DRAPER The sky is the limit for new buildings in a new transit-oriented district near Bangerter Highway, and there will be no cap on how many people can live there.
The City Council approved zoning Tuesday that allows for unlimited heights and densities in an effort to persuade the Utah Transit Authority to locate a commuter rail stop in the city.
City officials have been pushed over the past month to make a decision so UTA could reformulate its design for the stop, which had been planned for a location farther south in Bluffdale. Construction of the rail line that will stretch into Utah County started earlier this summer.
"I think we have a great opportunity to have a very exciting, very beneficial project," said Councilman Jeff Stenquist, who has worked closely with the developers.
The proposed Draper stop could end up in either of two locations. One, managed by the Whitewater VII corporation, sits on the north near the Galena Hills neighborhood and could contain Native American archeological artifacts.
The other location is bordered by Bangerter Highway on the south and the Jordan River on the west. The 221 acres there were once part of the Utah State Prison property and has been used as a dumping ground. In 1999, the land was designated as perpetual open space by the Legislature.
The southern spot, which is owned by the Utah Division of Natural Resources, is larger and is favored by both Whitewater and the council. Trading the Whitewater land for the state-owned open space could require action by the Legislature, said Whitewater attorney Robert McConnell.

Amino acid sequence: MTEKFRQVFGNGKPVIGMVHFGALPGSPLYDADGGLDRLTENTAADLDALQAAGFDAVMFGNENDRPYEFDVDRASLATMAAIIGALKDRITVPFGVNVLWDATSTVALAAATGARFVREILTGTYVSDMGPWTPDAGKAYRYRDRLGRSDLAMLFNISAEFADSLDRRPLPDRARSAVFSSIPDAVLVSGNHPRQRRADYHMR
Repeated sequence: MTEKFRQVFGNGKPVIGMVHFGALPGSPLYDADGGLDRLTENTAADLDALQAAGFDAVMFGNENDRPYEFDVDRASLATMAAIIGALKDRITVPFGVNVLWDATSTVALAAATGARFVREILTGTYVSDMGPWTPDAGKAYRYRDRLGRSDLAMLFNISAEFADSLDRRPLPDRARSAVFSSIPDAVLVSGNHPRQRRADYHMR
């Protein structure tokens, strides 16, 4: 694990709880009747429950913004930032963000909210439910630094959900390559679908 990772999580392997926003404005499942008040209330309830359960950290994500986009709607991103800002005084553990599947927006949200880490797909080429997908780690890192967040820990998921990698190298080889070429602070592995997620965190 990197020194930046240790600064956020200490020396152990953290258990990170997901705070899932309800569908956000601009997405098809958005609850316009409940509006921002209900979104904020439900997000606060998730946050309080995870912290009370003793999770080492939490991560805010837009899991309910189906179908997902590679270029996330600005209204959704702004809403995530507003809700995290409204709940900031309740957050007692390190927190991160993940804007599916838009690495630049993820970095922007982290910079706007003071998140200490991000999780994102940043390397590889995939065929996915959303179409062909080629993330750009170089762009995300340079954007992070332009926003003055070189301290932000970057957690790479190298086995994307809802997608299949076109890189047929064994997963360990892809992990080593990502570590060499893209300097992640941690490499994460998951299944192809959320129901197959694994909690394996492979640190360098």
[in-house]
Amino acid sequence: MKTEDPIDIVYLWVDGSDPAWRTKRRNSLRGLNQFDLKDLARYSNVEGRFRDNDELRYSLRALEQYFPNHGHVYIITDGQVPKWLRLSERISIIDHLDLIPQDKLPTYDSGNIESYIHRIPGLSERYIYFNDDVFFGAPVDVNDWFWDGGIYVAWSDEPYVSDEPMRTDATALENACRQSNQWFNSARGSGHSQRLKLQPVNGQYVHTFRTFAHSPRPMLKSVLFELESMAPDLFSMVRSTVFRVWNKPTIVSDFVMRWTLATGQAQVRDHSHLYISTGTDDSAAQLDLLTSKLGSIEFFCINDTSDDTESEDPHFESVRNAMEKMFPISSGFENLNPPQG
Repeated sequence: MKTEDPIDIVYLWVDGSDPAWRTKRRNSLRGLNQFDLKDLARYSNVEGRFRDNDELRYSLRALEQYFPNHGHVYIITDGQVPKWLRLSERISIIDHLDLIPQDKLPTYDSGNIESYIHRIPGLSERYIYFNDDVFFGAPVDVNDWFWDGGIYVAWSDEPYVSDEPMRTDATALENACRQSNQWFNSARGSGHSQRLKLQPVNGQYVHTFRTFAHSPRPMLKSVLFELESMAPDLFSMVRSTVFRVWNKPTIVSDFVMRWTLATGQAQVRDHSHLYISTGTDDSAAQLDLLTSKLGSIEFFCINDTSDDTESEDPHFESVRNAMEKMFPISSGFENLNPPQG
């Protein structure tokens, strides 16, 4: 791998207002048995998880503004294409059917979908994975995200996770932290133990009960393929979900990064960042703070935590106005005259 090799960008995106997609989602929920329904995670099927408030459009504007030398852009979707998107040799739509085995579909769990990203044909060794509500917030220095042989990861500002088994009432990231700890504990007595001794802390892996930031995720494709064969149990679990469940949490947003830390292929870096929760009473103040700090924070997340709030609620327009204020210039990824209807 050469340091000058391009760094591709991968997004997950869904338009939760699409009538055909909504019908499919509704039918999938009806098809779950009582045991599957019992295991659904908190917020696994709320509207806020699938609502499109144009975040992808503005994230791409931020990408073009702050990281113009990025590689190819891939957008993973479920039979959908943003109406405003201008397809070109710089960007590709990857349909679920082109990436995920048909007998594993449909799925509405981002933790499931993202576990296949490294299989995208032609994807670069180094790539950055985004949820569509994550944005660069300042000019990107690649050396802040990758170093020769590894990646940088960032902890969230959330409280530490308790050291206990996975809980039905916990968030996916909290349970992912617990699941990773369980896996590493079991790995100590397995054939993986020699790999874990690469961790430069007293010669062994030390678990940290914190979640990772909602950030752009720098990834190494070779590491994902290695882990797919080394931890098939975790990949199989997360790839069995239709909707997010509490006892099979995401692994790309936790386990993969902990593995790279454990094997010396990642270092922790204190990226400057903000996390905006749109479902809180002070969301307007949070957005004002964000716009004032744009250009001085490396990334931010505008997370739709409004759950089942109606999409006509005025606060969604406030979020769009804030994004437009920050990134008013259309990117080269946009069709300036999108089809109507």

The disparity between the available land versus the preferred land caused Draper Councilwoman Stephanie Davis to vote against the zone change. She believes a project to the north would be far inferior, she said.
Three other council members voted for the zone change after the ordinance was amended to require an economic analysis and snow removal plan plus a minimum 100-foot buffer between the development and existing neighborhoods.
"I think this is a good compromise," Stenquist said. "Rather than being reactive to requests I think this council has shown a vision for a wonderful opportunity."
Last month council members took a trip to Texas at UTA's expense to tour transit-oriented projects. Whitewater VII representatives tagged along and have been integral to discussions about the zone change.
Their project will have to be revenue-neutral for Draper, but could receive public funding in the form of deferred property taxes or waived impact fees.
If the project doesn't move forward within a year, the zone change will be nullified. In the meantime, the council and private developer will hold public meetings about funding and design.To read a copy of the zone change ordinance or to hear a recording of the meeting, visit www.draper.ut.us.
- BYU student parlays app idea into a life-changer
- Mayor responds to pending harassment lawsuit...
- Sculptor hopes new statue brings comfort to...
- Zion's trees are dying of old age
- Lindsey Stirling reflects on global audience,...
- Conservative group yanks TV ads targeting...
- 3 veteran officers preparing sex harassment...
- First prison relocation open house... 39
- 3 veteran officers preparing sex... 22
- Lindsey Stirling reflects on global... 17
- Sen. Orrin Hatch calls HBO story on... 15
- Police: Toddler accidentally shot in... 14
- Conservative group yanks TV ads... 13
- Mia Love pushing higher education act 11
- Mayor responds to pending harassment... 11